So when Castro criticizes the US or refuses to participate in NAFTA or authorizes the secret police to torture people or competes with the US drug companies or whatever, this is supposed to play with the masses as Fidel standing up for Cuban independence. And the subtextual analogue of independence is, I'm convinced, "freedom." Or at least "more freedom than we would have if those Yankee bastards came down here and occupied us." I think you can see the same phenomenon all over the globe. And often, it's a very easy leap from "We won't let anyone invade us," to "We're going to invade them before they can build up their army." So when the rhetoric says "Germany shall triumph" or "Romania for Romanians" or whatever, try substituting"Independence! No one's occupying our country, ever again, damnit" and see if the spiel makes as much or more sense than before.
posted by Clay201 at 12:06 AM on January 22, 2005

In the case of Cuba you also have to remember the miserable state of the majority of the Cuban people before Castro. The Revolution brought education and healthcare to the poorest Cubans. Cuba is what it is today, but nobody can truthfully say that the poorest Cubans suffer more under Castro than they did under the regimes that came before him.

As for Franco in Spain, I don't think his disourse was based on "freedom" but rather on the idea of the "progress" of Spain. There was also the typical Us vs. Them mentality, which is understandable considering the transcendent role the Spanish Catholic Church played in the Francoist regime. One thing is true, the Francoist Spaniard was for the most part very little confidence in himself. When comparing the Spain of today with that of Franco's era, people often paint a picture of the timid Spaniard who would go on vacation to Paris and never leave his hotel because he was overwhelmed by "modern" Europe.
posted by sic at 2:14 AM on January 22, 2005

For the modern GOP, freedom means freedom of capital, not individual liberty.
posted by orange clock at 2:29 AM on January 22, 2005

Freedom to dispense of one's capital as one pleases is indeed part of individual liberty, just not all of it; a more honest statement of realities is that neither of America's two major parties fully believes in individual liberty.
posted by Goedel at 3:55 AM on January 22, 2005

I don't know as much as I should about continental Europe, but claims of greater liberty and freedom have been a standard of Anglo identity since at least the 17th century, if not earlier. I can't think of politicians per se claiming this, but certainly it was a widely propagated common belief that the English (after 1707, some claimed it was true for all British) were more free than any other people in Europe (aka the World), despite their increasing reliance on slavery in the Carribean and their mainland colonies. This was a meme very popular in the colonies, as it was an ideological tie to England and a way to identify themselves as English despite being so far away.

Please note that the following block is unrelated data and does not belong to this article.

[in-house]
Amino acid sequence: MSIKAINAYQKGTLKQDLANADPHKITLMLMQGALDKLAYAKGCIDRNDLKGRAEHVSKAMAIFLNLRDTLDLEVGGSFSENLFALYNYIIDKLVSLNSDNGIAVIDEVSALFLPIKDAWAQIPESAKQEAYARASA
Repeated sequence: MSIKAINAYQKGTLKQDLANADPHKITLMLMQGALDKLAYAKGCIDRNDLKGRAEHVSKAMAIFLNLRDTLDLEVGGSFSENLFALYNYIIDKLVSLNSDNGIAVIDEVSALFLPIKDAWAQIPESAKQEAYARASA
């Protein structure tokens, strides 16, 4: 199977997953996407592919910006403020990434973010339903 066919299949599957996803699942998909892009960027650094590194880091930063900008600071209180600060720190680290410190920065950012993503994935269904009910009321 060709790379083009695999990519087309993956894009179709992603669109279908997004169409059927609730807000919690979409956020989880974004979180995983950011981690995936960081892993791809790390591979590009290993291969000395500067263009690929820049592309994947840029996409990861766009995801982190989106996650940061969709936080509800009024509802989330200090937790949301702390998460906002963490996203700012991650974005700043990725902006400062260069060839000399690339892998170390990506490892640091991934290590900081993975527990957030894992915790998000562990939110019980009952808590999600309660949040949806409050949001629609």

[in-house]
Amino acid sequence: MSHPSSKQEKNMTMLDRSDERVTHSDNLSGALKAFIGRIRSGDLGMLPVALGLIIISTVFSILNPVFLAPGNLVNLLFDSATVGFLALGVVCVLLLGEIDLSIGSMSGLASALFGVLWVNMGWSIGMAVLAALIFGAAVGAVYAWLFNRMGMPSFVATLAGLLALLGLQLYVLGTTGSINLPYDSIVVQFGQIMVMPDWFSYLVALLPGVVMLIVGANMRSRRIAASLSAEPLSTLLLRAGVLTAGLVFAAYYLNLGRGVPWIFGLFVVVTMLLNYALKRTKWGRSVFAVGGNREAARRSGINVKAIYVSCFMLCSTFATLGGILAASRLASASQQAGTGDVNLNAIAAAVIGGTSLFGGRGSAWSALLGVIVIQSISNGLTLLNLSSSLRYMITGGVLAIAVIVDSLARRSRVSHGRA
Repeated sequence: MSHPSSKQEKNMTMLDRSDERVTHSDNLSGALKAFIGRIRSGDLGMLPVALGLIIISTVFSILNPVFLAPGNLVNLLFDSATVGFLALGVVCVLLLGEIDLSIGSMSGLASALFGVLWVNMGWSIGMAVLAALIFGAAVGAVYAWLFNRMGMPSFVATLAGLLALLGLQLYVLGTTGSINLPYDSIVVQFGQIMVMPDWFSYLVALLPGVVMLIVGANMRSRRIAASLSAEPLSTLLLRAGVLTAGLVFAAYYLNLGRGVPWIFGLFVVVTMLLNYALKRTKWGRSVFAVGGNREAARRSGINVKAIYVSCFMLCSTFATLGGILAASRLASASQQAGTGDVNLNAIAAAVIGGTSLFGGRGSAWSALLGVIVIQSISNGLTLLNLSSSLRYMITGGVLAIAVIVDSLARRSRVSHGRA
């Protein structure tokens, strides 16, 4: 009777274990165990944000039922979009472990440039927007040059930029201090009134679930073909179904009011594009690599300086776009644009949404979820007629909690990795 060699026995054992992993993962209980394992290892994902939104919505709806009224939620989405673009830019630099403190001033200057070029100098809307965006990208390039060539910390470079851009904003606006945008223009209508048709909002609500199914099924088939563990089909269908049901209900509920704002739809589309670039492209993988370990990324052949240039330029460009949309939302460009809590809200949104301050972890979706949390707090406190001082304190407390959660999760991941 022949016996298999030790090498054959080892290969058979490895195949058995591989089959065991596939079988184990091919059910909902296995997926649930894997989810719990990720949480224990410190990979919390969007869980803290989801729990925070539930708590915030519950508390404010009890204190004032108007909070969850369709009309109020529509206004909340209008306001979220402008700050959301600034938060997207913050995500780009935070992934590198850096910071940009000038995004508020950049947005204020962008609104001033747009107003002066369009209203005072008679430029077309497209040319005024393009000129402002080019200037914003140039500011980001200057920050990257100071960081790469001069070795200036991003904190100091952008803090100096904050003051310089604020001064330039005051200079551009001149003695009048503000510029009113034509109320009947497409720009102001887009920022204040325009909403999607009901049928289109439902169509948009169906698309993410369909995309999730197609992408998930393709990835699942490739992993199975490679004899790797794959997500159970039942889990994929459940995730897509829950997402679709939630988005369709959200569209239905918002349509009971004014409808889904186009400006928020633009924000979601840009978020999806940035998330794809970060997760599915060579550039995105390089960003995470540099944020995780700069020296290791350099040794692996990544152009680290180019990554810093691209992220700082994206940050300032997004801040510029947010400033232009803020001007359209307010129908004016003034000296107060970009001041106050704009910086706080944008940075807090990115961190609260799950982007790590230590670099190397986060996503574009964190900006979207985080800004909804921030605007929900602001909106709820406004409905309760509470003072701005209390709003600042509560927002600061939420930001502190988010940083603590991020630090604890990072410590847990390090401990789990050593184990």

So that is one of the main reasons why it is a powerful part of American identity (outlasting the English bit, maybe because it could take in any ethnicity). I know less about contemporary British politics (best on 17th cen) - is this still a powerful meme there? I think it is not a preeminant as in the States, but more so than continental Europe.
posted by jb at 10:17 AM on January 22, 2005

Also - I don't know about other places, but I wonder if they would have developed it independently, or in concious awareness of English/American claims? Would they claim it in contrast, to set themselves against?

Sorry, I just realised you were asking about dictators. I thought you were asking about generally democratic places going on about freedom. (Which is how the English/American thing came in). I guess the wondering about the concious imitation/rejection of the democratic world still stands - would a dictator who claimed greater freedom for his people be saying something like "They claim to be free, but it is we who are truely free, (eg free from their oppression/capitalism/loose sexual mores/fried egg sandwiches/ whatever".
posted by jb at 10:22 AM on January 22, 2005

Freedom to dispense of one's capital as one pleases is indeed part of individual liberty, just not all of it; a more honest statement of realities is that neither of America's two major parties fully believes in individual liberty.
posted by Goedel at 3:55 AM PST on January 22

Point taken.
posted by orange clock at 8:38 AM on January 23, 2005